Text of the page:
Testing software by designing test cases that cover all logic paths to ensure that software is error free, is quite impossible because we have to go through all possible paths of control flow in order to test software 100 % accurately, when we talk about testing each logical control path, consider a program which runs almost 50 line of code within loop, and for every iteration of loop, it passes through different branching conditions, so writing test case for every nested statement, seems impractical, if not impossible.
Considering if we are somehow able to test each control flow path of the program, but still it is not sure that software will be error free, due to following reasons:
1-If we test all logical code paths, it will not ensure that code has been written according to specification provided. For example if programmer writes ascending order routine instead of descending order, by testing all logical paths, we can not guarantee that there will be no error in the application.
2-There can be error due to missing input paths, because exhaustive input can not determine important logical paths.
3-Exhaustive input testing does not cover data sensitivity errors.
Looking for your feedback :)

Tuesday, September 8, 2009

Interview with Mark Crowther

I spoke to Mark Crowther a few months ago about his book An Introduction to Web Test Automation with Selenium & Ruby and agreed to do a review of the first few chapters. we had a dicussion on different topics of the book, i compiled the conversation in the form of an interview, it contains interesting information about mark's book. and mark's passion about software testing so be ready for "Mark Crowther exclusive interview :)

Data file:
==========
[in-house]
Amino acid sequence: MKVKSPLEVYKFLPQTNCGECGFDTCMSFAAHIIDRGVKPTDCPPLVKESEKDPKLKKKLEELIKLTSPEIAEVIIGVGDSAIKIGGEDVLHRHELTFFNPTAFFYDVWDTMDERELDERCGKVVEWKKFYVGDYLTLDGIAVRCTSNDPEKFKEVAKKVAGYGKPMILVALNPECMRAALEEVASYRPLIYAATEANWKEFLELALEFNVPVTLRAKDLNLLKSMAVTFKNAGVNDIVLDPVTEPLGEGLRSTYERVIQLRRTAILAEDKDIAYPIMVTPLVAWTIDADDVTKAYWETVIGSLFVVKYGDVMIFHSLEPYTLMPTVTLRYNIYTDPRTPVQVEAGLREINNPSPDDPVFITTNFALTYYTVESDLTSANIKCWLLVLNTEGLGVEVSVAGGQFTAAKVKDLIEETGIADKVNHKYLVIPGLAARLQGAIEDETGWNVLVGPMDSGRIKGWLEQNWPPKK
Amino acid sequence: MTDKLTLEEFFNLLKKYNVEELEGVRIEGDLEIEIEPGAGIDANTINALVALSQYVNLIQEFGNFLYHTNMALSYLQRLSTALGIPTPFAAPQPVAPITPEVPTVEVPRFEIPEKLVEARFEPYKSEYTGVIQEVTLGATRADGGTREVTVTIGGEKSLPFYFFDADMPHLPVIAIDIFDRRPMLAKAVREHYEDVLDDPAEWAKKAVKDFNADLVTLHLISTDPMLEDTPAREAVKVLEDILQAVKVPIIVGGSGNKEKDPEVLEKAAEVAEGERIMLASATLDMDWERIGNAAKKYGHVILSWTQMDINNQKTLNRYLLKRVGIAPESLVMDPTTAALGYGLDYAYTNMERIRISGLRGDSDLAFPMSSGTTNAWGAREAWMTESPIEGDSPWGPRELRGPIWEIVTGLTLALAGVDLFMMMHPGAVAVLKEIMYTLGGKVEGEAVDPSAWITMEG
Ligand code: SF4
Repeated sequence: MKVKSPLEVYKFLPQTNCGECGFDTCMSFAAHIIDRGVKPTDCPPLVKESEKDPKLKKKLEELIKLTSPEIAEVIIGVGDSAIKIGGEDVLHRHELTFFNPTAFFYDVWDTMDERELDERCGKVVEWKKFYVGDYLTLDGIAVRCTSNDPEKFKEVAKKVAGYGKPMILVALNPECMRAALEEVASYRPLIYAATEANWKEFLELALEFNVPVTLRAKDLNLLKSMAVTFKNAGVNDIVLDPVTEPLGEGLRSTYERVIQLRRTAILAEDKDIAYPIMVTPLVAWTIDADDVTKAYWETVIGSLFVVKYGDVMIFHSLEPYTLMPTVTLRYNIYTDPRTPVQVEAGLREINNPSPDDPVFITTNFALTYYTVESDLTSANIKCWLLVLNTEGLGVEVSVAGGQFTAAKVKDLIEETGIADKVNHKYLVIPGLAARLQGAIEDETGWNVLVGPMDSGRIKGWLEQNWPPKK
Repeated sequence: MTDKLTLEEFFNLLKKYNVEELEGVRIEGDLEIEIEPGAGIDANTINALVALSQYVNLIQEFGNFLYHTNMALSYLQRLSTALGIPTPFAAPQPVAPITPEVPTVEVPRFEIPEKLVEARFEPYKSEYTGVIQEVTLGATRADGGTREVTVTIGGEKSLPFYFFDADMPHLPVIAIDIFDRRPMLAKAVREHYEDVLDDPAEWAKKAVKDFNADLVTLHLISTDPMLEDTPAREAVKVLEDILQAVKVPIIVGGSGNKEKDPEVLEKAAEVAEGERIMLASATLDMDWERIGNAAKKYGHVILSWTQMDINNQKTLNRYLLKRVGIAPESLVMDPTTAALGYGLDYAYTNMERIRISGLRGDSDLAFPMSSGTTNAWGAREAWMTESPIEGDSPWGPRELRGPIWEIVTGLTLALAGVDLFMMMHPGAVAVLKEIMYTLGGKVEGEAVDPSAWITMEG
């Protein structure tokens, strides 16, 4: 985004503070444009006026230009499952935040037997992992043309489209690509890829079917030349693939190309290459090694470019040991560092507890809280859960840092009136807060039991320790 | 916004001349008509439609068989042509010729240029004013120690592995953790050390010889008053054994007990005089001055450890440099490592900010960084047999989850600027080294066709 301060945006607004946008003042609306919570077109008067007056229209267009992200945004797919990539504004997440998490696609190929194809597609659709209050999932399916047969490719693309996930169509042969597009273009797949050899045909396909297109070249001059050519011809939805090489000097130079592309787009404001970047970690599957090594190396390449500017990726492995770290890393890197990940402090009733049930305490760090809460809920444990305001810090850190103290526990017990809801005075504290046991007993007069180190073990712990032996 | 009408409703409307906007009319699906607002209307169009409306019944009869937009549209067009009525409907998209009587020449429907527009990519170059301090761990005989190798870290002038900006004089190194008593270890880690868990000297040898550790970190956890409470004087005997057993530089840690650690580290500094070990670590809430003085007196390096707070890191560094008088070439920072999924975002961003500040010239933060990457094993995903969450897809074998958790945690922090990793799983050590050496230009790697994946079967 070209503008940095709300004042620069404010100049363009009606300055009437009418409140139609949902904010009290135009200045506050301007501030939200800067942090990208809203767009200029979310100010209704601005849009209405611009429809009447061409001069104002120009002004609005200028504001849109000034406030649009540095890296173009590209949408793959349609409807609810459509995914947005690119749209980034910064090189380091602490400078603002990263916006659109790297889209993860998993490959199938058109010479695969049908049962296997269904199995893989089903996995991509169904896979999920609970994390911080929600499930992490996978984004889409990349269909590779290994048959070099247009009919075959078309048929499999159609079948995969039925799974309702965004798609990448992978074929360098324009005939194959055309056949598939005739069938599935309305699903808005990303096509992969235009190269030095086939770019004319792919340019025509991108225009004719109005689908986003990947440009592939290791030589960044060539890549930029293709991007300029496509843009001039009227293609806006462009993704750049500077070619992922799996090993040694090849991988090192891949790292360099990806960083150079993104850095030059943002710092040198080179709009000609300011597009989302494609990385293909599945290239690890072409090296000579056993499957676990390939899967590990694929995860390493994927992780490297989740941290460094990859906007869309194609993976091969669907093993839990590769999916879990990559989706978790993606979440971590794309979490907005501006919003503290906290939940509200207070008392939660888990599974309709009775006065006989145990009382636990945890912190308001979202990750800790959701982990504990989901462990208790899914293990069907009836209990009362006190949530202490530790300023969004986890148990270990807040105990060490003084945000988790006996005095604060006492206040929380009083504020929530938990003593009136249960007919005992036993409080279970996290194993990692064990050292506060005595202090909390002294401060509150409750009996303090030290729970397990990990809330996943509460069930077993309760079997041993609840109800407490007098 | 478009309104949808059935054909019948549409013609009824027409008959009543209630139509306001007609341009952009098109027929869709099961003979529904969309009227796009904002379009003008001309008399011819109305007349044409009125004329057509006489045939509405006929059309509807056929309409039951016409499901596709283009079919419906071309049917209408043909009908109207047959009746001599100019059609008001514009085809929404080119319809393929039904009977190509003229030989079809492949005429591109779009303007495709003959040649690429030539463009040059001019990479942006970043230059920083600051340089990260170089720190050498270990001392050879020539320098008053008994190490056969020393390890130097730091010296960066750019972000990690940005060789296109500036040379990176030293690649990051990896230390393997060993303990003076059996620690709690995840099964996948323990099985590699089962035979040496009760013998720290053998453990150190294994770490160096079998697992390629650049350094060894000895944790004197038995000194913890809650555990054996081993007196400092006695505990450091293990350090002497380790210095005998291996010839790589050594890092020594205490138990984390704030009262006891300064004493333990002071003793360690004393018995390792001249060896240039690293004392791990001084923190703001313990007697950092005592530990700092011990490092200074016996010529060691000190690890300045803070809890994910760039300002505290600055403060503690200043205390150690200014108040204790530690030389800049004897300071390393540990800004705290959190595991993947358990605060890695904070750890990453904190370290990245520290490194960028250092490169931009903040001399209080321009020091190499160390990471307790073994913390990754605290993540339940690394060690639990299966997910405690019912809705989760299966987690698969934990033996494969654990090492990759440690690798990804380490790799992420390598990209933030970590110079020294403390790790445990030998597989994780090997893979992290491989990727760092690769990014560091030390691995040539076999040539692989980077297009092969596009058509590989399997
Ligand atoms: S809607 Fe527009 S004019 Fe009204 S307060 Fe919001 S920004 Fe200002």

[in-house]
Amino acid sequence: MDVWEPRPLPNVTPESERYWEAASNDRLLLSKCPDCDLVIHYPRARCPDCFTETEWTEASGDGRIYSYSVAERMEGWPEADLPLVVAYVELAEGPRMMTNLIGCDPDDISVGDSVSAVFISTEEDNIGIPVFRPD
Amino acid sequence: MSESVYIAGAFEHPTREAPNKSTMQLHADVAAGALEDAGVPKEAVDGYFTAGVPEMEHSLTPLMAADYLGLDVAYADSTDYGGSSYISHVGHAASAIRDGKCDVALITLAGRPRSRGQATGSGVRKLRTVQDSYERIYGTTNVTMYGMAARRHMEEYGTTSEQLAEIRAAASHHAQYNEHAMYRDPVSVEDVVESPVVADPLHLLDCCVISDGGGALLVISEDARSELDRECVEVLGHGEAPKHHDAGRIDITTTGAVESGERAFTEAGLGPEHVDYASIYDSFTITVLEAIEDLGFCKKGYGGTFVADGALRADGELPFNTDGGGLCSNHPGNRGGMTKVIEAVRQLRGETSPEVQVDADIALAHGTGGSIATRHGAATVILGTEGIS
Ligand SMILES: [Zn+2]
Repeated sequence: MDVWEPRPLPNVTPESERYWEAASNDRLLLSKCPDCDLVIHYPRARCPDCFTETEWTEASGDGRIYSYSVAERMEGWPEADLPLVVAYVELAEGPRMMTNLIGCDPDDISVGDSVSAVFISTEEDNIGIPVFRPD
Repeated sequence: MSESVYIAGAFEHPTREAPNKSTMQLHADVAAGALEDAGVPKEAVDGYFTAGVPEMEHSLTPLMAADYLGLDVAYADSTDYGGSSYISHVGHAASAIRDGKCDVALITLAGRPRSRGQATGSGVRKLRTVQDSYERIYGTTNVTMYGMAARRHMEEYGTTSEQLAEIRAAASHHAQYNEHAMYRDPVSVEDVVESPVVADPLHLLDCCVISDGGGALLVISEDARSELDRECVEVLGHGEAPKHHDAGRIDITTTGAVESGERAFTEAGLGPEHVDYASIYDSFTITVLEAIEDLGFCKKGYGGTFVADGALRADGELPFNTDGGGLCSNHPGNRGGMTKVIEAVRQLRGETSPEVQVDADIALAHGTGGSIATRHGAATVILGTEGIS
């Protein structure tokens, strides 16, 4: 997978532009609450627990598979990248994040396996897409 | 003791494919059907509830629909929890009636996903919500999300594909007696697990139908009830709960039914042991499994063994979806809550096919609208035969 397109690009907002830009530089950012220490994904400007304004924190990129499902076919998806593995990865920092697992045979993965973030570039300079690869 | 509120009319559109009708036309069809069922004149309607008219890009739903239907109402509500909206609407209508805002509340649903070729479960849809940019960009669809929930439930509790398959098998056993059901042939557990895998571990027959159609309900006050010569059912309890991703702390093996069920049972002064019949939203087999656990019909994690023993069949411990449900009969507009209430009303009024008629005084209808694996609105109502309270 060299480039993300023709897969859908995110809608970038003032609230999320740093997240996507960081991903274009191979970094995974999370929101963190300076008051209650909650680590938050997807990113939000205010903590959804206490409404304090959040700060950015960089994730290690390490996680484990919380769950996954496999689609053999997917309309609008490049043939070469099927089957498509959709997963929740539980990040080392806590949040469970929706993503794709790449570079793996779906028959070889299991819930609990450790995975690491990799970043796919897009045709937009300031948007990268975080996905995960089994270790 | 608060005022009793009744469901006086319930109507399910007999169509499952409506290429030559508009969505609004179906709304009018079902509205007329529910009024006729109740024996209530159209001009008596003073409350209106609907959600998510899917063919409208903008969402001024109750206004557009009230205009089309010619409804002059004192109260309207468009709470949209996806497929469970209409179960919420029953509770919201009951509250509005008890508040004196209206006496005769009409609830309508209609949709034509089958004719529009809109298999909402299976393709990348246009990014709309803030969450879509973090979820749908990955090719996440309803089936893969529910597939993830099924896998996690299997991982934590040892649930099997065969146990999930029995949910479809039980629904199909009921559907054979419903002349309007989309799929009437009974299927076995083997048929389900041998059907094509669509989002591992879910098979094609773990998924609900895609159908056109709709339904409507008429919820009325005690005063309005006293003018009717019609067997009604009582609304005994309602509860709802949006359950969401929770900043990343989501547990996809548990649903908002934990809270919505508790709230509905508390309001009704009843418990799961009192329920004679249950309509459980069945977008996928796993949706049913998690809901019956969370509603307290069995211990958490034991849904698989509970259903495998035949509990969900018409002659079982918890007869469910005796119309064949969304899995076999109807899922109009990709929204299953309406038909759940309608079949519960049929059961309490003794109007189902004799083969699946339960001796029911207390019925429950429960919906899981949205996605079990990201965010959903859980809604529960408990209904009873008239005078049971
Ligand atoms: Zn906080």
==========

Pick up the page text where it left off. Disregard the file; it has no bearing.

Friday, September 4, 2009

Simplify your bug report

Communication between developers and testers plays quite important rule, often we see a debate going on about the bugs between developer and tester, there are few Things that makes programmers to resist spending their time on the bug that are:

• The programmer can’t replicate the defect.
• Strange and complex set of steps required to induce the failure.
• Not enough information to know what steps are required and it will take a lot of work to figure them out.
• The programmer doesn’t understand the bug report.

The point of testing is to find bugs. Bug reports are your primary work product. This is what people outside of the testing group will most notice and most remember of your work. Programmers operate under time constraints and competing priorities. A bug report is a tool that you use to sell the programmer on the idea of spending her time and energy to fix a bug.

How to simplify your bug report
1-Write each step in detail.
2-If you see two failures, write two reports combining failures on one report creates problems: 3-You’ll often see one bug get fixed but not the other.
The summary description should not be vagued. The words like “fails” or “doesn’t work” should not be used instead of describing the failure more vividly. This weakens the Impact of the summary.
4-Put Variations after the Main Report Suppose that the failure looks different under slightly different circumstances. For example, the timing changes if you do a additional two sub-tasks before hitting the final reproduction step. This is all useful information for the programmer and you should include it. But to make the report clear.
5-Write suggested solution if possible.
6-Write expected Benefits to the customers and vendors

you can read the detailed article on bug advocacy from here